Most Giants fans are asking, “Who is Perry Fewell?” and what does the hiring of Perry Fewell mean for the G-men in 2010? Long overdue, here is my take on what the G-men faithful can expect as a result of the hiring of Perry Fewell.
Perry Fewell is a leader. After taking over for Dick Jauron after week ten of the 2009 season, Fewell led the Bills to a respectable 3-4 record the rest of the way. Fewell enjoyed the support of his players and it was obvious that the team did not quit after his appointment as interim head coach, all positives.
Fewell is described as a “get in your face” type of coach who relates well to his players and is aggressive with his defensive schemes and play-calling. After the G-men’s defensive collapse in 2009, an emotional, high-energy defensive coach is a sight for sore eyes. Under Fewell’s leadership, the 2008 Bills finished fourth in red-zone defense, another welcome sight for the G-men, who, in 2009, reached unchartered territory (prior to the final game against the Vikes, the G-men posted a league worst 68.5% touchdown rate in the red-zone).
Another positive for Fewell is that the 2009 Bills were the second ranked pass defense in the league, giving up only 6 yards per pass play while totaling 28 interceptions, while giving up only 14 touchdown passes for the year. The 2009 Giants gave up a whopping 31 touchdown passes with only 13 interceptions. My friends, this is a statistic that must change in 2010 in order for the G-men to return to the playoffs.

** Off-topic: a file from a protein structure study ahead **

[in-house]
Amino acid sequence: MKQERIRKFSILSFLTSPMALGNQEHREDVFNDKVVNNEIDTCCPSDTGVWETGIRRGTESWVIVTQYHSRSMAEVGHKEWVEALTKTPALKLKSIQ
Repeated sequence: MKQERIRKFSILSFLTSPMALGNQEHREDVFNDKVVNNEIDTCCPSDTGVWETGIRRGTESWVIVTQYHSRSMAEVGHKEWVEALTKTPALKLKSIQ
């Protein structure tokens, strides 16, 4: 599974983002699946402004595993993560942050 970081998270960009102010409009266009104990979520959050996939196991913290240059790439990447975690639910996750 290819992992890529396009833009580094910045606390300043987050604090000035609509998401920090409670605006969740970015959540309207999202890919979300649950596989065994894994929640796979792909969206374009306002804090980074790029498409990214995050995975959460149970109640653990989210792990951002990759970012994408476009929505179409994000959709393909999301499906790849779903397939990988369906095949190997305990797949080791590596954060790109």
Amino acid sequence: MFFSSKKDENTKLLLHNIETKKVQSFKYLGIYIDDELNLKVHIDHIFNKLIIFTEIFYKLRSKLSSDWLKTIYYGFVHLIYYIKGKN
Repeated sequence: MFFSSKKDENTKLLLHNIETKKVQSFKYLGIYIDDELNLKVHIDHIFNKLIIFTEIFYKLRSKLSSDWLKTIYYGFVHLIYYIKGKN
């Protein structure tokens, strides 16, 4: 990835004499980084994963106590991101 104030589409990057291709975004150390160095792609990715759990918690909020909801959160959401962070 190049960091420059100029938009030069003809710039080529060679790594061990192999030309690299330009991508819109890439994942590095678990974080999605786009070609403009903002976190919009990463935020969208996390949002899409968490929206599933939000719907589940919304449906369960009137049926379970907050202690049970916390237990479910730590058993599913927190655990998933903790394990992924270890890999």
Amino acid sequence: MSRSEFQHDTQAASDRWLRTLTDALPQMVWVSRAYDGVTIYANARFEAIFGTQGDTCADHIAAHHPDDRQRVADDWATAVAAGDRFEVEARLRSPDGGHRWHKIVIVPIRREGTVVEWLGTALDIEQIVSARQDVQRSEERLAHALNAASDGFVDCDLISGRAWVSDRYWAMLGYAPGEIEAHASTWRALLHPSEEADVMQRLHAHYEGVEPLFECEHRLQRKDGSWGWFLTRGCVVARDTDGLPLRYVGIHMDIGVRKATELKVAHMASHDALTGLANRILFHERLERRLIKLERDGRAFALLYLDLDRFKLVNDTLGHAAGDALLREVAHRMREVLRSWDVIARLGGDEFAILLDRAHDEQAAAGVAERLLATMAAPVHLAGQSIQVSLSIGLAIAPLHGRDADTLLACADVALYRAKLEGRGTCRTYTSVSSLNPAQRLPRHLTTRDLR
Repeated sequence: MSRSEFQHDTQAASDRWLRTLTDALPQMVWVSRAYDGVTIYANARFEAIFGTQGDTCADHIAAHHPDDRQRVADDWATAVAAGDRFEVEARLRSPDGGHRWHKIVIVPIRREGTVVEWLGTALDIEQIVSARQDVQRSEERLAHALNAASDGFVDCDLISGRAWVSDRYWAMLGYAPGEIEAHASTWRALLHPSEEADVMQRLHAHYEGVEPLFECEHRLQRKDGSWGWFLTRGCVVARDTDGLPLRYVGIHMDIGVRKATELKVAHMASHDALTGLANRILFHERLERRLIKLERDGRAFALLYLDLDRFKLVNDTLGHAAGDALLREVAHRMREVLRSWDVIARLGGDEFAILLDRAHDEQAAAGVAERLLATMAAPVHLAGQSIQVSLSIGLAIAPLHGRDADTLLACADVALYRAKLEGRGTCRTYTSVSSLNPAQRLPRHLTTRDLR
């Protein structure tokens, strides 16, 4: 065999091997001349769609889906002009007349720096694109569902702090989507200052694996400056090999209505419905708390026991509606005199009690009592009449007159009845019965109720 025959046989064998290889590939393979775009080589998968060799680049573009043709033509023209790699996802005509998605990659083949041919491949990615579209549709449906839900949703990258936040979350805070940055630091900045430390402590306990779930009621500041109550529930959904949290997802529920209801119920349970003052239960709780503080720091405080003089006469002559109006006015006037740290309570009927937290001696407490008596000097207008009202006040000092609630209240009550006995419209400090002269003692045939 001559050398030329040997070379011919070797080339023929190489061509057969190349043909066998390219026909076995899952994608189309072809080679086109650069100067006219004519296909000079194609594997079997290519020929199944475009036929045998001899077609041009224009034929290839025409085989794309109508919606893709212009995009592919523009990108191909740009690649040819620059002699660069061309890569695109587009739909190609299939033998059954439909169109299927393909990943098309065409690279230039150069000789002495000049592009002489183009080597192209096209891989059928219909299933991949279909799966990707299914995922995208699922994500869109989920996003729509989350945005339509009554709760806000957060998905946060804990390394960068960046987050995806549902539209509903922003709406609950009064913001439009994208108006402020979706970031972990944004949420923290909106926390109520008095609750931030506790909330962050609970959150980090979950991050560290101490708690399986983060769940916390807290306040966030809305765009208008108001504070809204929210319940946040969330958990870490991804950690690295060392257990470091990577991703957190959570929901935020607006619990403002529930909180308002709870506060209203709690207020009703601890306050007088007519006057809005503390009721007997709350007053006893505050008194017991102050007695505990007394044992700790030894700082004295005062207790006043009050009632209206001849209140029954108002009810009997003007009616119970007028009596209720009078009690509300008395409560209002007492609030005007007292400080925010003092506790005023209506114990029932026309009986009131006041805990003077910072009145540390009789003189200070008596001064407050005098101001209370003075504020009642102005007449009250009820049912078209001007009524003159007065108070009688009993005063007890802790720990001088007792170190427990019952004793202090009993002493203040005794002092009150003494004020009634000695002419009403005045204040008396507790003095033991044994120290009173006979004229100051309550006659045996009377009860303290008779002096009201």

The Giants must improve against the pass, especially in a division where they face Miles Austin and Desean Jackson twice per year (yes, I am leaving out the vaunted Redskins passing offense for right now). Fewell’s arrival brings hope on this front. The Giants are not without talent in the secondary (Webster/Thomas), but the secondary is clearly an area that must improve.
Expect Giant changes to the secondary in 2010. Other than the return of Webster and Thomas, nothing is guaranteed. Aaron Ross, the Giants 2007 first round pick, missed most of the season with a ridiculously nagging hamstring injury. Kevin Dockery, a favorite nickel-back of year’s past, regressed last year and lost his job to an un-drafted free agent out of Miami, Bruce Johnson, who was exposed during the second half of this past year. No one know how Kenny Phillips will recover from major knee surgery, and Michael Johnson simply did not get the job done at the other safety spot. It’s not smart to pencil in Aaron Rouse as a starter in 2010, though he showed enough in run support to be a viable back-up next year.
Where does this leave Fewell and the G-men? Obviously, the cupboard is not bare. The return of a decent pass rush (a healthy Justin Tuck would be nice as well as a return to form from Osi) will help out the secondary and the addition of a play-making safety (expect the G-men to take a long look at George Wilson of the Bills, who is familiar with Fewell’s defense or watch the G-men leap for Kerry Rhodes, if he becomes available) is an absolute necessity in what has become a pass happy league.
P.S.: I am not drinking the Perry Fewell koolaid. The Bills were awful against the run in 2009 (30th in the league, giving up an ugly 4.7 yards per carry and a horrific 156 yards per game). But, Giants fans can have some confidence that the Giants run defense should be considerably better as the Bills front four (Kelsay/Spencer Johnson/Kyle Williams/Aaron Schobel) is hardly considered to be a talented group.